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Occurrence of Aspergillus spp. and Aflatoxin B1 in Malaysian Foods Used for Human Consumption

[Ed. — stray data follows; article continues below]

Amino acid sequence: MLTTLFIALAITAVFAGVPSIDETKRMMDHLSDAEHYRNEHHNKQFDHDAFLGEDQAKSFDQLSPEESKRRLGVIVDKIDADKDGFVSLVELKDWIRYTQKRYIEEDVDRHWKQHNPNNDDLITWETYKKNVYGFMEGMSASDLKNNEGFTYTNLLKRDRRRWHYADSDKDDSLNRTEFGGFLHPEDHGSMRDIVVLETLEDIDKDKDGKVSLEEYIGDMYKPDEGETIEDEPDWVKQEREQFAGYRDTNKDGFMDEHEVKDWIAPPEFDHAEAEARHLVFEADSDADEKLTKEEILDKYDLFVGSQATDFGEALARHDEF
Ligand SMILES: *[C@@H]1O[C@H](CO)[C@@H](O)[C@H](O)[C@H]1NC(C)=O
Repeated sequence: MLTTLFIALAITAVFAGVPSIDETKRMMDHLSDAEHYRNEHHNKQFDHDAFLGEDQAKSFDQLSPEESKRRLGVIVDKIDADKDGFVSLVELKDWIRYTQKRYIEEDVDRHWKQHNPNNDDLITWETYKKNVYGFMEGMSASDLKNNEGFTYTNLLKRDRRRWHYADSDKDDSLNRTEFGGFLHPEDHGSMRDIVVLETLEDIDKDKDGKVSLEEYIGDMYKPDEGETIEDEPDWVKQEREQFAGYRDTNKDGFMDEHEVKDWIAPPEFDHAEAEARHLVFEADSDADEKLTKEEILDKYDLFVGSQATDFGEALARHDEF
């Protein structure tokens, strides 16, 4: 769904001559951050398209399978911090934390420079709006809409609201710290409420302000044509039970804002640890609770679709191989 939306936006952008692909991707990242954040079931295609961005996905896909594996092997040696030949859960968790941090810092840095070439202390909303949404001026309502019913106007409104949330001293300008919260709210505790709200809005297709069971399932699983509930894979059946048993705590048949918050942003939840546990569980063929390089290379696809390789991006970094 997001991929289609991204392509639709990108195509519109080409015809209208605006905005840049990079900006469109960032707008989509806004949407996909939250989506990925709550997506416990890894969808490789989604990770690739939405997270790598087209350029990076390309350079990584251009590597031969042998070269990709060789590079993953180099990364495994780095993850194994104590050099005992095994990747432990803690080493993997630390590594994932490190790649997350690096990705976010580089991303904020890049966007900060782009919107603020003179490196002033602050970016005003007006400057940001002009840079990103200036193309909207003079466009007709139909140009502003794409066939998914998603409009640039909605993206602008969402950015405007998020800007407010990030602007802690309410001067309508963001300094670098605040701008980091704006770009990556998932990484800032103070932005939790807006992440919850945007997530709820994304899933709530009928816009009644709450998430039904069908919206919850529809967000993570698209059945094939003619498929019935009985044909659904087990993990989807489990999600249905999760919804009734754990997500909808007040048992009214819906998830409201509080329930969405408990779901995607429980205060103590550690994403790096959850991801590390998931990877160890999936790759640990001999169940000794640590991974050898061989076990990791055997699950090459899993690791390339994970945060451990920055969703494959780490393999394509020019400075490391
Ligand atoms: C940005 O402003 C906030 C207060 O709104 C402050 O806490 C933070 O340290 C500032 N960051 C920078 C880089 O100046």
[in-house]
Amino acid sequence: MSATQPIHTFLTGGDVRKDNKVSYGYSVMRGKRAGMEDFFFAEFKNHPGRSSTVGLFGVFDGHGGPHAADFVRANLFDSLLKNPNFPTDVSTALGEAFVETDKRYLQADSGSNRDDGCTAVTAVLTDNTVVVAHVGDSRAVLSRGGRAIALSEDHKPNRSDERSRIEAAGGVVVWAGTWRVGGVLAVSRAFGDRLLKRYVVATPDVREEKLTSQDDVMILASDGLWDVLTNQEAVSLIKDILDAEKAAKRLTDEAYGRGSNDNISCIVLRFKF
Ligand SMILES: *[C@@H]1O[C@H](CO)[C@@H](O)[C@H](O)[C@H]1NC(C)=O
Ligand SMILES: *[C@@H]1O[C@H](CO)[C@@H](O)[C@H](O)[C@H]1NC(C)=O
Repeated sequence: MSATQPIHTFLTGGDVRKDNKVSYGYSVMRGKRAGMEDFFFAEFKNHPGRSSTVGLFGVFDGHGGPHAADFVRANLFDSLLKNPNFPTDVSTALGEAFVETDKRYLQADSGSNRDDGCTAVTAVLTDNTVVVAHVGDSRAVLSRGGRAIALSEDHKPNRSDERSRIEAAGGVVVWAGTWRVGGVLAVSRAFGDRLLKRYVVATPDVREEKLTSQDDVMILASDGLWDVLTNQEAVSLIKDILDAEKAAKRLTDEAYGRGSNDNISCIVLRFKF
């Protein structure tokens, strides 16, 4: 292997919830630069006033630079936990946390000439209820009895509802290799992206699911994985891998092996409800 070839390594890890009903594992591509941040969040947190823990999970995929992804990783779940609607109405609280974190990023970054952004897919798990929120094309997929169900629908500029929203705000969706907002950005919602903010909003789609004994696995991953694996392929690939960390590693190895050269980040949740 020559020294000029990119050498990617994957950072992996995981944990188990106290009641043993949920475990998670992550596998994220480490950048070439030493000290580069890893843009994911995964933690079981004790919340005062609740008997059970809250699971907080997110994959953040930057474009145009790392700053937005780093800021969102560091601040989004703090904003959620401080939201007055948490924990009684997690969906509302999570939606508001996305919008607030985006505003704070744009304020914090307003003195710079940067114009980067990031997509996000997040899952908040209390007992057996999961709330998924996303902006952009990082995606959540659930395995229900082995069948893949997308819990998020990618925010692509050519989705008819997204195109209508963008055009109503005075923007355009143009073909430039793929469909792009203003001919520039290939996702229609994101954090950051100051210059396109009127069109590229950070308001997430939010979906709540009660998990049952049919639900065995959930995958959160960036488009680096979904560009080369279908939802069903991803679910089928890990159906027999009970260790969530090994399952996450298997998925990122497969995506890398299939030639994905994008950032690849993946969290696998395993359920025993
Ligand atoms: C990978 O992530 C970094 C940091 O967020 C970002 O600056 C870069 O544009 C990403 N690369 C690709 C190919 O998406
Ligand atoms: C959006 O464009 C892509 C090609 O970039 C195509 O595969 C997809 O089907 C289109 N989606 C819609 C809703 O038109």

Abstract:  Malaysian population widely consumes the cereal-based foods, oilseeds, nuts, and spices in their daily diet. Mycotoxigenic fungi are well known to invade food products under storage conditions and produce mycotoxins that have threat to human and animal health. Therefore, determining toxigenic fungi and aflatoxin B1 (AFB1) in foods used for human consumption is of prime importance to develop suitable management strategies and to minimize risk. Ninety-five food products marketed in Penang, Malaysia were randomly collected from different supermarkets and were analyzed for presence of Aspergillus spp. by agar plate assay and AFB1 by enzyme-linked immunosorbent assay (ELISA). A. flavus was the dominant fungi in all foods followed by A. niger. Fifty-five A. flavus strains were tested for their ability to produce aflatoxins on rice grain substrate. Thirty-six (65.4%) strains out of 55 produced AFB1 ranging from 1700 to 4400 μg/kg and 17 strains (31%) produced AFB2 ranging from 620 to 1670 μg/kg. Natural occurrence of AFB1 could be detected in 72.6% food products ranging from 0.54 to 15.33 μg/kg with a mean of 1.95 μg/kg. Maximum AFB1 levels were detected in peanut products ranging from 1.47 to 15.33 μg/kg. AFB1 levels detected in all food products were below the Malaysian permissible limits (<35 μg/kg). Aspergillus spp. and AFB1 was not detected in any cookies tested. Although this survey was not comprehensive, it provides valuable information on aflatoxin levels in foods marketed in Malaysia.